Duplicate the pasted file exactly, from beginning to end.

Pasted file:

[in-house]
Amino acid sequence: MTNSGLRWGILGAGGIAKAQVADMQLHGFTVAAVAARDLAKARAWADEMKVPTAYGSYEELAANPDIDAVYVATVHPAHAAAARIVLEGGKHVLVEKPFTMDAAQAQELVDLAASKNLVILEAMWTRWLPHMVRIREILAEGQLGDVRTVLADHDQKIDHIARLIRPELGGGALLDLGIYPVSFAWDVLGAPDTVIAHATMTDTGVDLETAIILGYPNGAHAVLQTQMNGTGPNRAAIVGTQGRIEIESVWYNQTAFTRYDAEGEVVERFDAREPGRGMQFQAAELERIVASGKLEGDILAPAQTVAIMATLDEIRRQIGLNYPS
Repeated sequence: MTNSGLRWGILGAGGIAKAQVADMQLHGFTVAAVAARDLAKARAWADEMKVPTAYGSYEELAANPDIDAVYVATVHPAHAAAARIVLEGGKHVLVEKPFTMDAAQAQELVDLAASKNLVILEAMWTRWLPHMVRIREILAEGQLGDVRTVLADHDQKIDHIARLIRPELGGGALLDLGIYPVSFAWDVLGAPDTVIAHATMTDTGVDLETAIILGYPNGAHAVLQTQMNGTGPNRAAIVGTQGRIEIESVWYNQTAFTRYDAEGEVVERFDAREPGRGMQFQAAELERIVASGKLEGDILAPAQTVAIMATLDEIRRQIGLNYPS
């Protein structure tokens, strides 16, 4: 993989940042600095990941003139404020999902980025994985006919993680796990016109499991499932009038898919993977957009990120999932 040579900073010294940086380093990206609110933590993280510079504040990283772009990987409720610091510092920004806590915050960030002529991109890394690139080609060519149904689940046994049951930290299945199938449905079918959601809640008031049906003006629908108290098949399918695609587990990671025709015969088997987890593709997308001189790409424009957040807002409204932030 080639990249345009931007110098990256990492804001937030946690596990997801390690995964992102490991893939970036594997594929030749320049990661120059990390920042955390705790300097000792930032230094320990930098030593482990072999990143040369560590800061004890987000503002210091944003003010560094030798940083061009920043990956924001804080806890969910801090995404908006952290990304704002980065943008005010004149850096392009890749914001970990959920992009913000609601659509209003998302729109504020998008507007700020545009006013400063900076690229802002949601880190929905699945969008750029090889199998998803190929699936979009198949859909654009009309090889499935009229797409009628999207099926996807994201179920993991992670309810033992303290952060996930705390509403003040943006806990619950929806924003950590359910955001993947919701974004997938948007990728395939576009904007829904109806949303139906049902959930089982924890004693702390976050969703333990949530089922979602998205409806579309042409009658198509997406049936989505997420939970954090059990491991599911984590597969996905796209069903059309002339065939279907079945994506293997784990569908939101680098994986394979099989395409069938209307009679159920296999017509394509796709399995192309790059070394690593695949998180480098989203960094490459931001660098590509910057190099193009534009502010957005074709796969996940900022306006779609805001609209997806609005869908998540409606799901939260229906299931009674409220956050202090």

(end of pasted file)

[in-house]
Amino acid sequence: MTNSGLRWGILGAGGIAKAQVADMQLHGFTVAAVAARDLAKARAWADEMKVPTAYGSYEELAANPDIDAVYVATVHPAHAAAARIVLEGGKHVLVEKPFTMDAAQAQELVDLAASKNLVILEAMWTRWLPHMVRIREILAEGQLGDVRTVLADHDQKIDHIARLIRPELGGGALLDLGIYPVSFAWDVLGAPDTVIAHATMTDTGVDLETAIILGYPNGAHAVLQTQMNGTGPNRAAIVGTQGRIEIESVWYNQTAFTRYDAEGEVVERFDAREPGRGMQFQAAELERIVASGKLEGDILAPAQTVAIMATLDEIRRQIGLNYPS
Repeated sequence: MTNSGLRWGILGAGGIAKAQVADMQLHGFTVAAVAARDLAKARAWADEMKVPTAYGSYEELAANPDIDAVYVATVHPAHAAAARIVLEGGKHVLVEKPFTMDAAQAQELVDLAASKNLVILEAMWTRWLPHMVRIREILAEGQLGDVRTVLADHDQKIDHIARLIRPELGGGALLDLGIYPVSFAWDVLGAPDTVIAHATMTDTGVDLETAIILGYPNGAHAVLQTQMNGTGPNRAAIVGTQGRIEIESVWYNQTAFTRYDAEGEVVERFDAREPGRGMQFQAAELERIVASGKLEGDILAPAQTVAIMATLDEIRRQIGLNYPS
């Protein structure tokens, strides 16, 4: 993989940042600095990941003139404020999902980025994985006919993680796990016109499991499932009038898919993977957009990120999932 040579900073010294940086380093990206609110933590993280510079504040990283772009990987409720610091510092920004806590915050960030002529991109890394690139080609060519149904689940046994049951930290299945199938449905079918959601809640008031049906003006629908108290098949399918695609587990990671025709015969088997987890593709997308001189790409424009957040807002409204932030 080639990249345009931007110098990256990492804001937030946690596990997801390690995964992102490991893939970036594997594929030749320049990661120059990390920042955390705790300097000792930032230094320990930098030593482990072999990143040369560590800061004890987000503002210091944003003010560094030798940083061009920043990956924001804080806890969910801090995404908006952290990304704002980065943008005010004149850096392009890749914001970990959920992009913000609601659509209003998302729109504020998008507007700020545009006013400063900076690229802002949601880190929905699945969008750029090889199998998803190929699936979009198949859909654009009309090889499935009229797409009628999207099926996807994201179920993991992670309810033992303290952060996930705390509403003040943006806990619950929806924003950590359910955001993947919701974004997938948007990728395939576009904007829904109806949303139906049902959930089982924890004693702390976050969703333990949530089922979602998205409806579309042409009658198509997406049936989505997420939970954090059990491991599911984590597969996905796209069903059309002339065939279907079945994506293997784990569908939101680098994986394979099989395409069938209307009679159920296999017509394509796709399995192309790059070394690593695949998180480098989203960094490459931001660098590509910057190099193009534009502010957005074709796969996940900022306006779609805001609209997806609005869908998540409606799901939260229906299931009674409220956050202090």